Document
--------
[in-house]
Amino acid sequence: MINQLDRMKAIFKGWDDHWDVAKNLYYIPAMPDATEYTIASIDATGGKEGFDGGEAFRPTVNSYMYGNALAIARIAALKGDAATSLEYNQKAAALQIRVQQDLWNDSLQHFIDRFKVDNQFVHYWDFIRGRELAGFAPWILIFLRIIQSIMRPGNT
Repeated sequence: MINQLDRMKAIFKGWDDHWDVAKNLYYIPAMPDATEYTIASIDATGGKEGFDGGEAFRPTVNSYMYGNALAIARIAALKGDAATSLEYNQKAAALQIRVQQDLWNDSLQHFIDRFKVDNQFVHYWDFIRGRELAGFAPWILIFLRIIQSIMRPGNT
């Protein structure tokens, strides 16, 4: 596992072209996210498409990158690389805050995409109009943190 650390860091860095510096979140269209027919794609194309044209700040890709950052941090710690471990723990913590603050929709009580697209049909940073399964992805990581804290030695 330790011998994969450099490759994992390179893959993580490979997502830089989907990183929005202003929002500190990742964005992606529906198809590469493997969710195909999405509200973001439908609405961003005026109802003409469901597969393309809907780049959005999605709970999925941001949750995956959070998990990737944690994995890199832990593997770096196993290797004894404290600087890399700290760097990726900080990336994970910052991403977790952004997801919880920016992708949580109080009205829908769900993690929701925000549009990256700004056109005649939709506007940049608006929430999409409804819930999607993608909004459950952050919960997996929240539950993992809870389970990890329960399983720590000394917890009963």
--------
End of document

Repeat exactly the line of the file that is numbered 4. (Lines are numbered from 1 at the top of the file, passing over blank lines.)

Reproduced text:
């Protein structure tokens, strides 16, 4: 596992072209996210498409990158690389805050995409109009943190 650390860091860095510096979140269209027919794609194309044209700040890709950052941090710690471990723990913590603050929709009580697209049909940073399964992805990581804290030695 330790011998994969450099490759994992390179893959993580490979997502830089989907990183929005202003929002500190990742964005992606529906198809590469493997969710195909999405509200973001439908609405961003005026109802003409469901597969393309809907780049959005999605709970999925941001949750995956959070998990990737944690994995890199832990593997770096196993290797004894404290600087890399700290760097990726900080990336994970910052991403977790952004997801919880920016992708949580109080009205829908769900993690929701925000549009990256700004056109005649939709506007940049608006929430999409409804819930999607993608909004459950952050919960997996929240539950993992809870389970990890329960399983720590000394917890009963």